Which devices can start Activities?
One of the most common questions we receive is “Which devices can I use to start my Activity?” We all know that devices can start Activities but we’re not always sure which devices actually do that. Wonder no more. Today, we’ll review the Staples Connect-supported devices that start Activities and give you some guidelines to know whether or not you can use a device for this purpose.
There are four main kinds of devices that can be used to start an Activity.
Sensors might be the most common Activity trigger, and they’re one of the easiest to understand. A sensor reports whether or not it’s triggered. An example would be a water sensor, which tells your hub whether it detects water or not. It’s a simple choice between two options.
Even though they’re simple, sensors can be used in many different ways. A motion sensor can be used to detect intruders, turn on the lights to a lower brightness at night, find out when school-age kids are awake, automatically turn off lights when a room is empty, and much more. Because they’re simple, easy to understand, and easily installed, sensors can be used to start many Activities.
There are four kinds of sensors that can be used in Activities: door/window, motion, tilt, and water.
Alarms are the cousin of Sensors: they operate (mostly) the same way but sometimes have more details. The Jarden FirstAlert Smoke/Carbon Monoxide Detector, an Alarm, can tell you that it detects something and tell you whether it detects smoke or carbon monoxide.
One of the best uses for Alarms is to send you a push notification when it starts detecting something. To do this, create an Activity that’s triggered by the Alarm, make a notification message for it, and enable push notifications for that Activity. That way, no matter where you are, you’ll get a message on your mobile device telling you what’s happening.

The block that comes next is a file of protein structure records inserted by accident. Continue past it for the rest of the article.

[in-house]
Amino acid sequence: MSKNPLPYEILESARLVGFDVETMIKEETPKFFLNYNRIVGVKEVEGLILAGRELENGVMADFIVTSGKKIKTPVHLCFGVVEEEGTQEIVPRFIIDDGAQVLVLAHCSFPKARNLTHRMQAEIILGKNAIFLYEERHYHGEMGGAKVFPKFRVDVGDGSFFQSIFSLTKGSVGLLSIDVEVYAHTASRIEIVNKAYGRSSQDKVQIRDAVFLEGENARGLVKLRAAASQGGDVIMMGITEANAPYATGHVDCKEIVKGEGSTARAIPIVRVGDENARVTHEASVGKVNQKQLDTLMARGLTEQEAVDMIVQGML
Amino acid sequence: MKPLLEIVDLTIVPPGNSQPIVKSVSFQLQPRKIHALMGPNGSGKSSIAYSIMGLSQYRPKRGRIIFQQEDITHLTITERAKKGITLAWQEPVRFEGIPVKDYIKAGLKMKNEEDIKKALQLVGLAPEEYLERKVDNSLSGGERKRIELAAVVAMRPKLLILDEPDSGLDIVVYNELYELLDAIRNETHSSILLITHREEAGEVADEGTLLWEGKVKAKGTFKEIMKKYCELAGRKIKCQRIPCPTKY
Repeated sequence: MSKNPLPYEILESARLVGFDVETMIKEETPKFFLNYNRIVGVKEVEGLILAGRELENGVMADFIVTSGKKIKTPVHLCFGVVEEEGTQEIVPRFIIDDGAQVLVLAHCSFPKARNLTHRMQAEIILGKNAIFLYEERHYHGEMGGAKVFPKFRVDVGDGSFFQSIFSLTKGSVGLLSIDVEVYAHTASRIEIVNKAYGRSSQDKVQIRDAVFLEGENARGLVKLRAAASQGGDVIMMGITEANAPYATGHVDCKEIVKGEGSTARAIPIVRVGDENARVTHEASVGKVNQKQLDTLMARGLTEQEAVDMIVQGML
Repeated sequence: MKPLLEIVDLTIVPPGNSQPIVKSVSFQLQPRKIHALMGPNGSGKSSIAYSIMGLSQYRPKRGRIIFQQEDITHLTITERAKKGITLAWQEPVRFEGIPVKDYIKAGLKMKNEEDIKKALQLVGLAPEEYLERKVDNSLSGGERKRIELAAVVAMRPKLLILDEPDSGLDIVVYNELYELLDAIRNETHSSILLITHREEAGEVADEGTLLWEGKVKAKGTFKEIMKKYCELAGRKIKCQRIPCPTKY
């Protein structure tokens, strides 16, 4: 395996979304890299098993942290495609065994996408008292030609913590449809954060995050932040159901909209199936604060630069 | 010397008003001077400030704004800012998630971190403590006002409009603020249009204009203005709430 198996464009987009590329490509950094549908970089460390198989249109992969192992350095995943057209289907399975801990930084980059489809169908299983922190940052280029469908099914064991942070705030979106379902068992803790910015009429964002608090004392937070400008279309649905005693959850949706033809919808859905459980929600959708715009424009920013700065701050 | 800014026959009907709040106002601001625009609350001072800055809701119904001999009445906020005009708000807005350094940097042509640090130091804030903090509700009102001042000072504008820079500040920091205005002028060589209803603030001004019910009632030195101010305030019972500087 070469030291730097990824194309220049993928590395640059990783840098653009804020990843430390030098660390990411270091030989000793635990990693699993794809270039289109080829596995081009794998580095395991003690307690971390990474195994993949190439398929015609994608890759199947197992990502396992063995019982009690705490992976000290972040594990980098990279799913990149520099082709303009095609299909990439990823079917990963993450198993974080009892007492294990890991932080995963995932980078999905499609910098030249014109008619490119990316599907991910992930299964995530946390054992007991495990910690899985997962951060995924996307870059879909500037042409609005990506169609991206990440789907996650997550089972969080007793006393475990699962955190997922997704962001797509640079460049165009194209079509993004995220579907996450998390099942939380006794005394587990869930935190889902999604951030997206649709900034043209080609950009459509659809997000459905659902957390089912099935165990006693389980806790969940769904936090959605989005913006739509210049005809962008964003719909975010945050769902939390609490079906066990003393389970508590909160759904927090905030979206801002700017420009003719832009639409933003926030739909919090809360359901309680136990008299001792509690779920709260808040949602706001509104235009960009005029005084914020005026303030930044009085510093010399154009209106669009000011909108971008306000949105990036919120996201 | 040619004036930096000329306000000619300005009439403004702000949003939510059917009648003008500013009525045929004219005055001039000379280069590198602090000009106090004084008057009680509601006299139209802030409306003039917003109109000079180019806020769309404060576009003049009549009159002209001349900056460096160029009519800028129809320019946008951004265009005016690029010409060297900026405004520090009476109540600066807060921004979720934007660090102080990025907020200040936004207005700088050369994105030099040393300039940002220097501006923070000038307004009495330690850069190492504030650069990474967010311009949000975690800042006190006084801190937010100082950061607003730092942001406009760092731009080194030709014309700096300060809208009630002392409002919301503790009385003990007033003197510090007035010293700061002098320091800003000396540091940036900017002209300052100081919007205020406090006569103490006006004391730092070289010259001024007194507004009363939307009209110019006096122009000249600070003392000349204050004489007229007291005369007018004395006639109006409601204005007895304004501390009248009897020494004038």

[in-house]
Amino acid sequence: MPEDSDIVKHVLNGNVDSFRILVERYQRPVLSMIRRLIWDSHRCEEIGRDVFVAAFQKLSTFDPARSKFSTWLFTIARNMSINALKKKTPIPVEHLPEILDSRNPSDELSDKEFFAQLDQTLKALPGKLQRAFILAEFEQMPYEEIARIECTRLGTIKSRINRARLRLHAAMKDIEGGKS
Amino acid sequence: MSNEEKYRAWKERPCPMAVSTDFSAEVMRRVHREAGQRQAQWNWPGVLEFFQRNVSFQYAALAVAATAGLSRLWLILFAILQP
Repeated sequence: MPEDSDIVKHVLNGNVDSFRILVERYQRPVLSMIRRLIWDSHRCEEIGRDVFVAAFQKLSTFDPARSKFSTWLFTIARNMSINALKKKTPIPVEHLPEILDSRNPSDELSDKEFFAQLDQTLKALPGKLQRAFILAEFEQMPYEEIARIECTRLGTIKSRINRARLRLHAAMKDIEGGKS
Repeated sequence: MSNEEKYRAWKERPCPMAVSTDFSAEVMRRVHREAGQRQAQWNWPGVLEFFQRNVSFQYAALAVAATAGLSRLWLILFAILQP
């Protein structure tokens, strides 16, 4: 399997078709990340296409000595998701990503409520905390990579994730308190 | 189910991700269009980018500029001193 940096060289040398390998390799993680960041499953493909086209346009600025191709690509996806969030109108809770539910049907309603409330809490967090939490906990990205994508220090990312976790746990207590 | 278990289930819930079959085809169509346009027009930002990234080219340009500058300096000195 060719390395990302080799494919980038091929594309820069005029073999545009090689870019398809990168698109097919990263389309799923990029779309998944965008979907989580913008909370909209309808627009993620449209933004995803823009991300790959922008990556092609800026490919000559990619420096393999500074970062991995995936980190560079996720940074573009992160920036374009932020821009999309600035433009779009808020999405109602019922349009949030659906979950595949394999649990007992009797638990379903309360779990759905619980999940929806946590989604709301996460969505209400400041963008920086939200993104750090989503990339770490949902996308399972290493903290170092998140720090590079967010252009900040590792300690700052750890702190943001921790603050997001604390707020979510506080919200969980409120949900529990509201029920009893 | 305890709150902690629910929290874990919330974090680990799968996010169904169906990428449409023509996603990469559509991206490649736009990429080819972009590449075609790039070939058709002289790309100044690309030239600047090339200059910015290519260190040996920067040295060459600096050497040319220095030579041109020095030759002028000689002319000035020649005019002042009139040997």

You don’t even have to make a device do anything. The entire Activity can be to send you a notification. With Staples Connect, your alarms will always keep you up-to-date if anything goes wrong around your house.
All in all, Alarms are pretty close to Sensors. Let’s move on.
2. Garage Door Openers
The Linear Z-Wave Garage Door Opener, like many of its counterparts, allows you to start an Activity when the door opens or closes. This is useful for “Goodbye” and “Welcome Home” Activities. The garage door opening can turn all your lights on and raise the thermostat to the level you normally want.
The garage door openers don’t have many trigger conditions but the Activities they can start are extremely useful.
3. Devices with Buttons
Yes, we know this is an arbitrary and somewhat inconsistent category but it’s a useful classification. Devices with buttons can be programmed to start Activities. The best example of this is the Pico Remote. It has two to four buttons that can be programmed to start an Activity of your choice. We’ve extolled the virtues of Picos before on this site. They’re great devices to make your system easy to use.